VI. STATEMENT AND DISCUSSION OF THE NORMS OF THE
CATHOLIC CHURCH REGARDING MIXED MARRIAGES
The Commission was able to note in many matters a great deal of
agreement between the views of the Churches. These agreements exist,
above all, in dogmatic matters and in the practical and theological
aspects of pastoral care of spouses and families in mixed marriages.
In other matters, however, differences have come to the fore and
appear to be rather complex. The Catholic Church sees certain matters
against a different horizon, or on a completely different plane
from the Lutheran and Reformed Churches. This is particularly true
in the field of canon law relating to marriage. This is not only
a matter of the function and the weight that the Catholic Church
on the one hand and the Lutheran and Reformed Churches on the other
attribute to such a juridical system. Each of the two sides, quite
obviously, sees the juridical system in a different dimension, as
belonging to an altogether different plane. The two sides therefore
treat canon law in completely different contexts, assess it in different
ways, and assign altogether different task and functions to it.
But the subject of canon law on marriage is of great importance
for ecumenical dialogue about the theology of marriage and, above
all, of mixed marriages. The Lutheran and Reformed members of the
Commission therefore deem it desirable for the present report to
include a detailed statement about the present state of legislation
regarding mixed marriages in the Catholic Church. This provides
occasion for illustrating the different ideas of the Churches in
this matter and thus of beginning a dialogue between them.
Norms Of The Catholic Church On Mixed Marriages
Like all ecclesiastical laws and rules, the norms on mixed marriages
have a pastoral function whose primary and fundamental goal is the
salvation of souls. The principle "salus animarum suprema lex"
expresses the final end of all the normative activity of the Church.
On the other hand the regulations on mixed marriages, like other
ecclesiastical laws, are an expression of theology, which makes
it necessary to examine their motives and their deep roots in relation
to the Gospel message and its theological explanation.
The Catholic regulations at present in force may be found in Paul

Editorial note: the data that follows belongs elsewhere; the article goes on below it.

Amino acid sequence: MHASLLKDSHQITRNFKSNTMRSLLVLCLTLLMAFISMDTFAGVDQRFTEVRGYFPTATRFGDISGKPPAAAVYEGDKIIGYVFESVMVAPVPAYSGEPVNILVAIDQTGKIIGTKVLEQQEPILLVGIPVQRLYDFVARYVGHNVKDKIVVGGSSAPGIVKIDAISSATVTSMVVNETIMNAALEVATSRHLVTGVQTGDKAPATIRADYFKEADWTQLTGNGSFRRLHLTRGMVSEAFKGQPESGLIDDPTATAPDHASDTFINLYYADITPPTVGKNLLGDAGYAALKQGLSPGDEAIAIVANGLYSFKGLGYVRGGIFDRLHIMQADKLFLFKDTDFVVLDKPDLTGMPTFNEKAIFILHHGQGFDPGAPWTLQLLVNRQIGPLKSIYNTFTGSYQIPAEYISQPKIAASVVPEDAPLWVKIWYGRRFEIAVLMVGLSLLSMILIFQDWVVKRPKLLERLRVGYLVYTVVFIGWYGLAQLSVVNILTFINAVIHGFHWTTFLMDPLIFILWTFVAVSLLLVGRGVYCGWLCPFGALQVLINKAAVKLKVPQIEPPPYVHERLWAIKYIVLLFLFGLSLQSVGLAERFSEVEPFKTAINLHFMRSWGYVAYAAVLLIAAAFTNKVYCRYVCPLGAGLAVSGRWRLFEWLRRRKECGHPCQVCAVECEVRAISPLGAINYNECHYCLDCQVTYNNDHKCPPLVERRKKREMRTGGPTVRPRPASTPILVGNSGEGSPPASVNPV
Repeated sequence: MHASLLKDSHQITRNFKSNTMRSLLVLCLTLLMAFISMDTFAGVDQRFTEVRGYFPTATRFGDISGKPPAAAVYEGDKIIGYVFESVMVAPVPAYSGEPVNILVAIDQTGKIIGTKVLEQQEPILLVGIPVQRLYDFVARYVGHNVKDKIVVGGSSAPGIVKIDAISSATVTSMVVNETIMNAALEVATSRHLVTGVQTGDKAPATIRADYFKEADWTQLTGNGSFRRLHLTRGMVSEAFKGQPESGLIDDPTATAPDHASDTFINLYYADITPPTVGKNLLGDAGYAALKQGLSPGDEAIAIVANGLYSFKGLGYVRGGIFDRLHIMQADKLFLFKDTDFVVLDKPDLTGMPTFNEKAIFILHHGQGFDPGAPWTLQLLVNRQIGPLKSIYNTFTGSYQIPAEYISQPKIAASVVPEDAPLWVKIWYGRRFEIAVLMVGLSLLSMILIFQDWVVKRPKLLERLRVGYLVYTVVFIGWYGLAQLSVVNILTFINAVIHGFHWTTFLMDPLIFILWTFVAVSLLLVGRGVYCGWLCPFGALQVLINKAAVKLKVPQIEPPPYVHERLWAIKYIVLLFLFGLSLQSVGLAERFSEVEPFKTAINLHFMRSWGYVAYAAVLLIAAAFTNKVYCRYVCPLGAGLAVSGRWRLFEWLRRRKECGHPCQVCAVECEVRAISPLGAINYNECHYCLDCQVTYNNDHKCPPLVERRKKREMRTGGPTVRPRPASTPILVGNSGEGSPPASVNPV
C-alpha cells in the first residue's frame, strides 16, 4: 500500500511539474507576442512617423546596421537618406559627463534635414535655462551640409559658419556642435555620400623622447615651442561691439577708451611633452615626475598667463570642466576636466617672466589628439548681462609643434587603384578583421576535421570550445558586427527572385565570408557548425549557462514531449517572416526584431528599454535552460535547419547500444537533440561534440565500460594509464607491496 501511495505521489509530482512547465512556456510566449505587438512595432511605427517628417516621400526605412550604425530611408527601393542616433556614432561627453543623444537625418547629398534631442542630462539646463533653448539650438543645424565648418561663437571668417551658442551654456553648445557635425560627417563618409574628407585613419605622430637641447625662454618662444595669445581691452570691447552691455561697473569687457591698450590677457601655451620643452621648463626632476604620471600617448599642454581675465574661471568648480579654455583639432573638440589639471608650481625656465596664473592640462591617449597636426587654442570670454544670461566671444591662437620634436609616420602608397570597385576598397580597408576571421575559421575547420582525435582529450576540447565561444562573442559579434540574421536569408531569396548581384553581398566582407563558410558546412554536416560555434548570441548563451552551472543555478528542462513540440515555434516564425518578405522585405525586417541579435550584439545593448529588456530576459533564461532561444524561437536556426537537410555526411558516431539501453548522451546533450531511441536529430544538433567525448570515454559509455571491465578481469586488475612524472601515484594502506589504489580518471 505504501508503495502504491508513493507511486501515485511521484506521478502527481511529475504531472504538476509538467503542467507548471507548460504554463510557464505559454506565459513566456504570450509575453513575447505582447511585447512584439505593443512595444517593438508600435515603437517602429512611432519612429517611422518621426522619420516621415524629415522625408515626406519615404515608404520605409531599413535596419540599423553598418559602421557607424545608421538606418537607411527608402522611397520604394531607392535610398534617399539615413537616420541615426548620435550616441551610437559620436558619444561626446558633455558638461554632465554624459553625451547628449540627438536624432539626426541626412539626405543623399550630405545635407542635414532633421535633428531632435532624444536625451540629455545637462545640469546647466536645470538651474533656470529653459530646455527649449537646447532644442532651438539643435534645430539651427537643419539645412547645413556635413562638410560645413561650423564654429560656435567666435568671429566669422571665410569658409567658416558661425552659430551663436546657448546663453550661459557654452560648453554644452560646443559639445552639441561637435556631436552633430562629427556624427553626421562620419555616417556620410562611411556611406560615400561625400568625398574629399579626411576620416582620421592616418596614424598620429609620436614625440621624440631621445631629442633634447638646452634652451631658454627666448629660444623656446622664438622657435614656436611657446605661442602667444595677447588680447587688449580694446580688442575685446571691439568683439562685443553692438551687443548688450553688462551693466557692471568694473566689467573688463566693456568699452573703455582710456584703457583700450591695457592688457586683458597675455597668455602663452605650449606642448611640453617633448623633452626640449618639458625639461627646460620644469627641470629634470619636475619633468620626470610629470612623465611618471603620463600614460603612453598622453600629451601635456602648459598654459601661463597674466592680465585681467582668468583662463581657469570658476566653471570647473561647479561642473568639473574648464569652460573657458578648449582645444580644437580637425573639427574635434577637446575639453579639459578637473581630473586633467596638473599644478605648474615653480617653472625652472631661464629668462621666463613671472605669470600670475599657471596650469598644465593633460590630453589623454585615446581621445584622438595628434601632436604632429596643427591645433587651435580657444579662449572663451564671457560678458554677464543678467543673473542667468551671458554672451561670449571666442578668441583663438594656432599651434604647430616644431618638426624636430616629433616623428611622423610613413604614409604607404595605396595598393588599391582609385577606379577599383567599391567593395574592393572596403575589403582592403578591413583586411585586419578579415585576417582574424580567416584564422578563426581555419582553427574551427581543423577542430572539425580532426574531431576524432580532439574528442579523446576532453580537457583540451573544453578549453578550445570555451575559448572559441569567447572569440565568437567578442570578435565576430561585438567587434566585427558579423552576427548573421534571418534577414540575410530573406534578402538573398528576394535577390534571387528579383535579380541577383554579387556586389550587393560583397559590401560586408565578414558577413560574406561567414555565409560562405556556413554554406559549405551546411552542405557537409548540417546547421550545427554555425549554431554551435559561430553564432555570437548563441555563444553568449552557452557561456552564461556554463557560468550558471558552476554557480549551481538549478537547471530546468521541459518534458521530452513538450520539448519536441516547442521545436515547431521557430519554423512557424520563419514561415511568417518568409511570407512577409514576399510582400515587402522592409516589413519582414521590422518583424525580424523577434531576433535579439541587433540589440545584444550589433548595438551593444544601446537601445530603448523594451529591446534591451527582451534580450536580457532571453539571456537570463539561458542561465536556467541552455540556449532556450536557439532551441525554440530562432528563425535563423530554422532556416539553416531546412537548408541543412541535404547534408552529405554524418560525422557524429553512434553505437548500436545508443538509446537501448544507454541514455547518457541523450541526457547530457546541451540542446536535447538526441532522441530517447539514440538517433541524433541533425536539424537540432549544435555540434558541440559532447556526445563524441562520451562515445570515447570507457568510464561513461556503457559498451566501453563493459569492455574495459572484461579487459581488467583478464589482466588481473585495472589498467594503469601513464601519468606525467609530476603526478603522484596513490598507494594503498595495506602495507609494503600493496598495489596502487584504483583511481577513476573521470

VI's Motu Proprio "Matrimonia Mixta," of 31 March, 1970.
This document contains a synthesis of the resolutions passed, after
prolonged discussion, at the first Synod of Bishops in 1967. It
is generally known that the Fathers of Vatican II, unable to treat
the question of mixed marriages in a definitive manner, requested
the Pope to reform canonical discipline in this regard. This is
what the Pope in effect did, after meeting once again with the Bishops
and in answer to their wishes.
The Pope's document is a kind of general law for the whole Catholic
Church which leaves to the episcopal conferences the power of filling
in the details in regard to certain aspects such as the concrete
form of the promises to be made by the Catholic party, the reason
for which a dispensation may be obtained from the canonical form
of the marriage ceremony, the way of registering mixed marriages,
and the different forms of pastoral care to be adopted in this matter.
To learn about these aspects it is essential to have recourse to
the complementary norms issued by the various episcopal conferences.
69. Paul VI's Motu Proprio is in two parts, one doctrinal, the other
normative. The first underlines certain general principles of primary
importance for the understanding of the Catholic Church's position
on mixed marriages.
The Catholic Church, like other Churches for that matter, advises
against mixed marriages in so far as they can easily cause difficulties
in families, since in such cases living together can endanger the
faith, and divisions in the faith can create problems in married
The Catholic Church reaffirms as fundamental and primordial the
right of all men to marry and to have children. Respect for this
right leads the Catholic Church to take into special consideration
the difficulties encountered by Catholics in finding a Catholic
partner in countries where Catholics are a small minority.
"The Church does not place on the same level, either from a
doctrinal or from a canonical viewpoint, a marriage contracted between
a Catholic and a non-Catholic who is baptised, and a marriage between
a Catholic and a non-baptised person. In fact, as was affirmed at
Vatican II, those who, among non-Catholics, believe in Christ
and are validly baptised, may be said to be in communion, even if
an imperfect one, with the Catholic Church'. There exists therefore
in a marriage between two baptised persons-which is a true sacrament
- a certain communion of spiritual goods which is lacking in a union
where one partner is baptised but not the other"(MM, §
73. With regard to the communion of spiritual goods, the Catholic
Church distinguishes in theology and in canon law between three